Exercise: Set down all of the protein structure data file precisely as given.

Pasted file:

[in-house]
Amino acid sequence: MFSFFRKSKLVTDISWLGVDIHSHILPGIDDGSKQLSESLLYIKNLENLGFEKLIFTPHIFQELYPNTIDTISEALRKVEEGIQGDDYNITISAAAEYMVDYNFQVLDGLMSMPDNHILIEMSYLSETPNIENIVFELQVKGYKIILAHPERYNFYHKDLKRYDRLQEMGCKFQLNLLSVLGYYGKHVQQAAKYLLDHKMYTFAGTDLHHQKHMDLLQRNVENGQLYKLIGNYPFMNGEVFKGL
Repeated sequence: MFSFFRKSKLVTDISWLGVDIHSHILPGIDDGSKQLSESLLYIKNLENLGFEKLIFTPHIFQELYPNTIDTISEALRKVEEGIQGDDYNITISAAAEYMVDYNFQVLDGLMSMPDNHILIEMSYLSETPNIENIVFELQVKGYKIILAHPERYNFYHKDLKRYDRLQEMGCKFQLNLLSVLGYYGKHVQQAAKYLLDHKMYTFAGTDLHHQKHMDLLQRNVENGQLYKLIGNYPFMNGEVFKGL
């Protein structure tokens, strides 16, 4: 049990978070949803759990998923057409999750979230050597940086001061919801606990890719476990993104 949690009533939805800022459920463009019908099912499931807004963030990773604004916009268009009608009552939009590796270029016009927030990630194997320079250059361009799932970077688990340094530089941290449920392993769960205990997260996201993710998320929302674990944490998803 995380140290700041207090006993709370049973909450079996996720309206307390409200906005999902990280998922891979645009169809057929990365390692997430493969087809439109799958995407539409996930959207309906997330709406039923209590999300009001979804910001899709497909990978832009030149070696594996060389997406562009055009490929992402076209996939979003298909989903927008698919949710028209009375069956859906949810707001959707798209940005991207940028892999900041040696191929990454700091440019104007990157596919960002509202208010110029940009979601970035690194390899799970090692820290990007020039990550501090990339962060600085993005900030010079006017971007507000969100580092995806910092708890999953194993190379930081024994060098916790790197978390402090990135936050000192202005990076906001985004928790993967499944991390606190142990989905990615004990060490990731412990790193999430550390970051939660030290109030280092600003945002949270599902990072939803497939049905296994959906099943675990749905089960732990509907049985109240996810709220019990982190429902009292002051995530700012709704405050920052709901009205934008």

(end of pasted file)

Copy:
[in-house]
Amino acid sequence: MFSFFRKSKLVTDISWLGVDIHSHILPGIDDGSKQLSESLLYIKNLENLGFEKLIFTPHIFQELYPNTIDTISEALRKVEEGIQGDDYNITISAAAEYMVDYNFQVLDGLMSMPDNHILIEMSYLSETPNIENIVFELQVKGYKIILAHPERYNFYHKDLKRYDRLQEMGCKFQLNLLSVLGYYGKHVQQAAKYLLDHKMYTFAGTDLHHQKHMDLLQRNVENGQLYKLIGNYPFMNGEVFKGL
Repeated sequence: MFSFFRKSKLVTDISWLGVDIHSHILPGIDDGSKQLSESLLYIKNLENLGFEKLIFTPHIFQELYPNTIDTISEALRKVEEGIQGDDYNITISAAAEYMVDYNFQVLDGLMSMPDNHILIEMSYLSETPNIENIVFELQVKGYKIILAHPERYNFYHKDLKRYDRLQEMGCKFQLNLLSVLGYYGKHVQQAAKYLLDHKMYTFAGTDLHHQKHMDLLQRNVENGQLYKLIGNYPFMNGEVFKGL
């Protein structure tokens, strides 16, 4: 049990978070949803759990998923057409999750979230050597940086001061919801606990890719476990993104 949690009533939805800022459920463009019908099912499931807004963030990773604004916009268009009608009552939009590796270029016009927030990630194997320079250059361009799932970077688990340094530089941290449920392993769960205990997260996201993710998320929302674990944490998803 995380140290700041207090006993709370049973909450079996996720309206307390409200906005999902990280998922891979645009169809057929990365390692997430493969087809439109799958995407539409996930959207309906997330709406039923209590999300009001979804910001899709497909990978832009030149070696594996060389997406562009055009490929992402076209996939979003298909989903927008698919949710028209009375069956859906949810707001959707798209940005991207940028892999900041040696191929990454700091440019104007990157596919960002509202208010110029940009979601970035690194390899799970090692820290990007020039990550501090990339962060600085993005900030010079006017971007507000969100580092995806910092708890999953194993190379930081024994060098916790790197978390402090990135936050000192202005990076906001985004928790993967499944991390606190142990989905990615004990060490990731412990790193999430550390970051939660030290109030280092600003945002949270599902990072939803497939049905296994959906099943675990749905089960732990509907049985109240996810709220019990982190429902009292002051995530700012709704405050920052709901009205934008």